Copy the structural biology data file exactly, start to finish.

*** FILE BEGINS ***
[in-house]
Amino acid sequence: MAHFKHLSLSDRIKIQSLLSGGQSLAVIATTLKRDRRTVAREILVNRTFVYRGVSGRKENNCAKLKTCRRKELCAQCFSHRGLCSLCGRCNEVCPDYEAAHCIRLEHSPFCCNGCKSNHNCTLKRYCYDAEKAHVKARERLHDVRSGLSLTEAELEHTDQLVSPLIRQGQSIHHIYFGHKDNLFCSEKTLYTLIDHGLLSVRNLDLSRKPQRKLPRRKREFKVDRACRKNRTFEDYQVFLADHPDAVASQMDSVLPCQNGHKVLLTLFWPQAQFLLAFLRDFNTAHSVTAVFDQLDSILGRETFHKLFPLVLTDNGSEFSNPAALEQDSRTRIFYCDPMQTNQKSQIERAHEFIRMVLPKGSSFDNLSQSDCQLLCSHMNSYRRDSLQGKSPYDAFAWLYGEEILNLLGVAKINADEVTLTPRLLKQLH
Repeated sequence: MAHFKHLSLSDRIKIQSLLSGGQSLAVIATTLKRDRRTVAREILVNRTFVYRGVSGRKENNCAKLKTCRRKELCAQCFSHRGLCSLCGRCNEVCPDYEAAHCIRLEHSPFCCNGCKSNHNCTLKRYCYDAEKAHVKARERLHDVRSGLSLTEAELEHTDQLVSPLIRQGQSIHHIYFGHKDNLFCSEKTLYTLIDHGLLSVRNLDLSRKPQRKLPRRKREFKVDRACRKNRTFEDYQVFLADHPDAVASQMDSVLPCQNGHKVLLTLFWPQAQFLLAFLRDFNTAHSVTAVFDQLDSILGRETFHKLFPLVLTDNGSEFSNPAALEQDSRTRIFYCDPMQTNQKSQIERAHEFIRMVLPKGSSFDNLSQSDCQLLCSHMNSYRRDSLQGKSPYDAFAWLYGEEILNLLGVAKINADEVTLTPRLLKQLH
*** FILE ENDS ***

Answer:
[in-house]
Amino acid sequence: MAHFKHLSLSDRIKIQSLLSGGQSLAVIATTLKRDRRTVAREILVNRTFVYRGVSGRKENNCAKLKTCRRKELCAQCFSHRGLCSLCGRCNEVCPDYEAAHCIRLEHSPFCCNGCKSNHNCTLKRYCYDAEKAHVKARERLHDVRSGLSLTEAELEHTDQLVSPLIRQGQSIHHIYFGHKDNLFCSEKTLYTLIDHGLLSVRNLDLSRKPQRKLPRRKREFKVDRACRKNRTFEDYQVFLADHPDAVASQMDSVLPCQNGHKVLLTLFWPQAQFLLAFLRDFNTAHSVTAVFDQLDSILGRETFHKLFPLVLTDNGSEFSNPAALEQDSRTRIFYCDPMQTNQKSQIERAHEFIRMVLPKGSSFDNLSQSDCQLLCSHMNSYRRDSLQGKSPYDAFAWLYGEEILNLLGVAKINADEVTLTPRLLKQLH
Repeated sequence: MAHFKHLSLSDRIKIQSLLSGGQSLAVIATTLKRDRRTVAREILVNRTFVYRGVSGRKENNCAKLKTCRRKELCAQCFSHRGLCSLCGRCNEVCPDYEAAHCIRLEHSPFCCNGCKSNHNCTLKRYCYDAEKAHVKARERLHDVRSGLSLTEAELEHTDQLVSPLIRQGQSIHHIYFGHKDNLFCSEKTLYTLIDHGLLSVRNLDLSRKPQRKLPRRKREFKVDRACRKNRTFEDYQVFLADHPDAVASQMDSVLPCQNGHKVLLTLFWPQAQFLLAFLRDFNTAHSVTAVFDQLDSILGRETFHKLFPLVLTDNGSEFSNPAALEQDSRTRIFYCDPMQTNQKSQIERAHEFIRMVLPKGSSFDNLSQSDCQLLCSHMNSYRRDSLQGKSPYDAFAWLYGEEILNLLGVAKINADEVTLTPRLLKQLH